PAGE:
- Associated Press - Wednesday, September 23, 2015

FRANKENLUST TOWNSHIP, Mich. (AP) - Like your typical great-grandmother, Karen Kuch enjoys doing crossword puzzles, reading books and baking.

But Kuch is anything but typical.

Measuring in at 4 feet, 11 inches tall, the 73-year-old great-grandmother traveled to Michigan’s Upper Peninsula recently with her Ruger 44 Magnum rifle and successfully hunted a 220-pound Michigan black bear.

Kuch secured a Michigan bear hunting license through a competitive lottery system earlier this year after trying for the past seven years. And on her first day out on property just north of Newberry in Luce County, she hunted her prized trophy.

“It was the hunt of a lifetime,” she told The Bay City Times ( https://bit.ly/1W2YskI ). “I was lucky enough to get a bear on my first hunt. It was such a thrill.”

Kuch’s hunt started at 11:30 a.m. Sept. 10, a day when a big storm thrashed across a large portion of Michigan. She was joined by her son-in-law Steve VandeMark and Jimmy Gretzinger of Michigan Out of Doors Television, who was filming the hunt for a future show.

After waiting about three hours for the storm to roll through, Kuch spotted the first bear of the day just as the sun was peeking out from behind the clouds. That bear was moving fast, though, and she couldn’t get a good shot at it.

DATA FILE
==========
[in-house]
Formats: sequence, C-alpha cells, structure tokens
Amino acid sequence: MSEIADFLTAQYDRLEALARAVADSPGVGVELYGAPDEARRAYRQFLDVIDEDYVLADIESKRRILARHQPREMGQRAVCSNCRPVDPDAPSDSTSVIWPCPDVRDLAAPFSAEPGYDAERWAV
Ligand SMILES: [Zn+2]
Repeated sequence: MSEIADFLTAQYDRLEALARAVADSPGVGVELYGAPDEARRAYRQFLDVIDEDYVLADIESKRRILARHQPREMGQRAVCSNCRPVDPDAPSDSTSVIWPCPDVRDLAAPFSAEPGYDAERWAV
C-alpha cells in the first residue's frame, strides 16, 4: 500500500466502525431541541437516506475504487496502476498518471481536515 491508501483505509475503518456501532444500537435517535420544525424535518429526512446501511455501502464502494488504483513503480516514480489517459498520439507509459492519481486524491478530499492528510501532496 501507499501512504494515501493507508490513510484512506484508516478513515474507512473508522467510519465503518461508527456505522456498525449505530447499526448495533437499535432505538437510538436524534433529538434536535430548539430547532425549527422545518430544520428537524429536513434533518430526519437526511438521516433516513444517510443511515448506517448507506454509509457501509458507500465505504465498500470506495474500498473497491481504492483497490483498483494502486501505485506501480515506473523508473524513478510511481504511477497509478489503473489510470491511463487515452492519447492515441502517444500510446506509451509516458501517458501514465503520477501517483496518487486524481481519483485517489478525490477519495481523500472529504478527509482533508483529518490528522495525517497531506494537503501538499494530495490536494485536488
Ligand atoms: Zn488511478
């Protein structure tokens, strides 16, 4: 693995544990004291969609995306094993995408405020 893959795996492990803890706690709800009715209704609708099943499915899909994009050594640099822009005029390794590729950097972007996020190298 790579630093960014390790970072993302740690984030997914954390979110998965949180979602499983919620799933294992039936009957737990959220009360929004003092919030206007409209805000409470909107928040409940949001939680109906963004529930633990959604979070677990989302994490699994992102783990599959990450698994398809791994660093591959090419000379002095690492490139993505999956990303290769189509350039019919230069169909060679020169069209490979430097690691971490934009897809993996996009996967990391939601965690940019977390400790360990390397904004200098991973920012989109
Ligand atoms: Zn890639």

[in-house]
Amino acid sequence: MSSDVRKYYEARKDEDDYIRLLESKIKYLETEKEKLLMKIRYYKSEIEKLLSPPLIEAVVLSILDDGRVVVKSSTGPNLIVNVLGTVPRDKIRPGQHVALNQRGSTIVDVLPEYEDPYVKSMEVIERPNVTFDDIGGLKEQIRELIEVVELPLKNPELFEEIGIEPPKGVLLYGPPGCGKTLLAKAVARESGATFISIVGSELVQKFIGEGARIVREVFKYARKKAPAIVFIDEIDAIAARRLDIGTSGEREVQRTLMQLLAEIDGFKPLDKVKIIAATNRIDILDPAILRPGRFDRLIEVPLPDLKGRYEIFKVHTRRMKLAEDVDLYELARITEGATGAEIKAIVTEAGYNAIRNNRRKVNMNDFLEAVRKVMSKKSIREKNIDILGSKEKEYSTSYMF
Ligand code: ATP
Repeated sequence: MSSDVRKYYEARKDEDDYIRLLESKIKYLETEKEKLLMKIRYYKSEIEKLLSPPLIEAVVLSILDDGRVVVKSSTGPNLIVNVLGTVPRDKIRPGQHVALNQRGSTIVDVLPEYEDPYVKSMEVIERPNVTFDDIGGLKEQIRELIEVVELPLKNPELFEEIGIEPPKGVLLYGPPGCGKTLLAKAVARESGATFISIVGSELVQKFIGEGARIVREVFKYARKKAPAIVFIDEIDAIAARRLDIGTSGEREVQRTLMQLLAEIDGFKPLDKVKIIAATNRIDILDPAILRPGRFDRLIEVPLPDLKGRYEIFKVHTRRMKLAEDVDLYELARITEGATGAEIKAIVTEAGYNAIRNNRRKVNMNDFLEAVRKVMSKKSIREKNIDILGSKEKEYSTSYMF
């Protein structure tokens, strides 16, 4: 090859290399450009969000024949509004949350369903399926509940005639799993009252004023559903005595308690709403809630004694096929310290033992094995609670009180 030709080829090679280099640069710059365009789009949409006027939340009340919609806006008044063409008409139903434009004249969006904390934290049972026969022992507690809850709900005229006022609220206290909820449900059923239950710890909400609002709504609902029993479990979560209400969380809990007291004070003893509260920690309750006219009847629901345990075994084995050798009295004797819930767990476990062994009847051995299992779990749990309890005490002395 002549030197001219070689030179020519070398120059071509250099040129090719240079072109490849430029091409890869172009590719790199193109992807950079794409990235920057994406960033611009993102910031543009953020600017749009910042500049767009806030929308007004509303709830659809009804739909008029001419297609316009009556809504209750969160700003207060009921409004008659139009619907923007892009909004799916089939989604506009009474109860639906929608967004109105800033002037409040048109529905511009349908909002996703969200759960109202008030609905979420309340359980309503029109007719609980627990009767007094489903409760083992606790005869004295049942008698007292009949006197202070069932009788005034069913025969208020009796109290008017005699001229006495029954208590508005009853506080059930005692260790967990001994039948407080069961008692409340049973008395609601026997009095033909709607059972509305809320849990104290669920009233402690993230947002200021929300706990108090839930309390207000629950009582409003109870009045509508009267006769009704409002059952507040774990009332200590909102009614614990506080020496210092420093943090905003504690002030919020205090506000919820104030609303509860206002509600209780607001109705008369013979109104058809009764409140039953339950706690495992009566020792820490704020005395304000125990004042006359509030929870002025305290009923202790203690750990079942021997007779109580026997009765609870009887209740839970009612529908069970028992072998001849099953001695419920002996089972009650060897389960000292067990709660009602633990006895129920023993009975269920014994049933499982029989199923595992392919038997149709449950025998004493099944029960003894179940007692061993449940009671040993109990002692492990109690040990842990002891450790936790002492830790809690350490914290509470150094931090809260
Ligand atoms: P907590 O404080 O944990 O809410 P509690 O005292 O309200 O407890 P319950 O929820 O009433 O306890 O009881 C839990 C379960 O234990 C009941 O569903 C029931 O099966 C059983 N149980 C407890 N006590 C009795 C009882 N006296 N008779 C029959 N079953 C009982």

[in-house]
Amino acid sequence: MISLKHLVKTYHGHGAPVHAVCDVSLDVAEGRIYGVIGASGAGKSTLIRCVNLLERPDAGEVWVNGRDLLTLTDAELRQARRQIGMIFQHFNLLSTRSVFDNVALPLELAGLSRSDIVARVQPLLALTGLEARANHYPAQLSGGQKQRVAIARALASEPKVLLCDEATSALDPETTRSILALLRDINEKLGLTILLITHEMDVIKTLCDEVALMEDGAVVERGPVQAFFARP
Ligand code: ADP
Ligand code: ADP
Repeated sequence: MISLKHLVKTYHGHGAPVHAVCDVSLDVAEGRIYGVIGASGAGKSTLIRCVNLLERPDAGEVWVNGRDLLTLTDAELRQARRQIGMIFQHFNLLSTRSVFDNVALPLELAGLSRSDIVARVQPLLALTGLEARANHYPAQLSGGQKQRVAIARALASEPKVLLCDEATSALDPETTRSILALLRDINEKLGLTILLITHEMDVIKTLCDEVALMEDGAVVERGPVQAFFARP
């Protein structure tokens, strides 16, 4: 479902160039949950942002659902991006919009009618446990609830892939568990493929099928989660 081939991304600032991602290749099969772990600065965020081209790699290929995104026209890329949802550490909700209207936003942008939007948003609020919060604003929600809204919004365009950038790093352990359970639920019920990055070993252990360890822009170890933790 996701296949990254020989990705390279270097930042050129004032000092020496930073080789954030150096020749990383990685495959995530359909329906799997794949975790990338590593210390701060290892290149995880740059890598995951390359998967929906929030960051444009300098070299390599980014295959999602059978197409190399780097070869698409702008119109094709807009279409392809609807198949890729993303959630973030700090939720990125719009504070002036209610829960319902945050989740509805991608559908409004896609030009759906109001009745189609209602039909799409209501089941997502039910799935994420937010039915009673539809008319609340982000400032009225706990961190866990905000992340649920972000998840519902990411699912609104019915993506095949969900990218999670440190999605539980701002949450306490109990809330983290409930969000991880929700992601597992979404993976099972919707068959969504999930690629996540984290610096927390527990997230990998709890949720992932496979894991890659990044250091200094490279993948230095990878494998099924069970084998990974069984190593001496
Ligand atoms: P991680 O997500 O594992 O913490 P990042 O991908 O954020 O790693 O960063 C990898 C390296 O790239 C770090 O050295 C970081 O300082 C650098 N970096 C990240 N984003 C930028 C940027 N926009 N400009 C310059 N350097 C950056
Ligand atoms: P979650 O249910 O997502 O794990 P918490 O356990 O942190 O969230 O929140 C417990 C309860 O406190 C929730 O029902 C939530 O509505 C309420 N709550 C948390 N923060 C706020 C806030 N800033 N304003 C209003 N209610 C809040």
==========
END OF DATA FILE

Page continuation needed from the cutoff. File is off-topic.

An hour passed before another one came. This time, the bear was in range.

The petite great-grandmother steadied her firearm, aimed and pulled the trigger.

But she missed.

“I was devastated,” she said. “I thought, ‘That was it. We sat out here all day and got nothing.’ “

But her hunting crew kept her optimistic.

“They kept telling me that another one is going to come,” she said.

She even pulled out her Rosary and said a few prayers.

And sure enough, at 5:30 p.m., another bear started walking by their camp, and this one was clearly the biggest of the three, she said.

Kuch wasn’t going to squander this opportunity. She focused on the animal, pulled the trigger and watched it drop to the ground.

“I couldn’t believe it - it was very exciting,” she said.

Hunting big game isn’t new for Kuch. Seventeen years ago, she won the even more exclusive state hunting lottery for an elk license and successfully hunted a 6-by-6 elk that weighed 720 pounds.

Ask Kuch if she has been hunting her whole life and she’s quick to tell you, “No, just the past 35 years.”

Her father was a hunter, as was her late husband Jim, who died four years ago.

“It’s just something I enjoy,” she said.

Her daughter Shelly Kuch-VandeMark said it was quite the celebration when her mom returned to their cabin up north with her bear.

“I’m very proud of her - she’s quite the hunter,” she said. “My husband (Steve VandeMark), who is a very good hunter, told me this has been the best hunt he’s ever been on.”

On Sept. 15, Kuch was at her home in Frankenlust Township, cutting the fat off her bear meat.

“They say if there’s a lot of fat on the bear, it’s going to be a brutal winter for Michigan,” she said. “I’m here to tell you that it’s going to be a bad one. There’s a lot of fat on this bear.”

Kuch isn’t calling this hunt a bucket list item. She said her only goal is to be a wonderful grandmother to her 11 grandchildren and 13 great-grandchildren.

But that doesn’t mean she’s done hunting. She was up in her blind on Sept. 14, getting it ready for bow hunting season, which starts Oct. 1.

“I’ll be ready,” she said.

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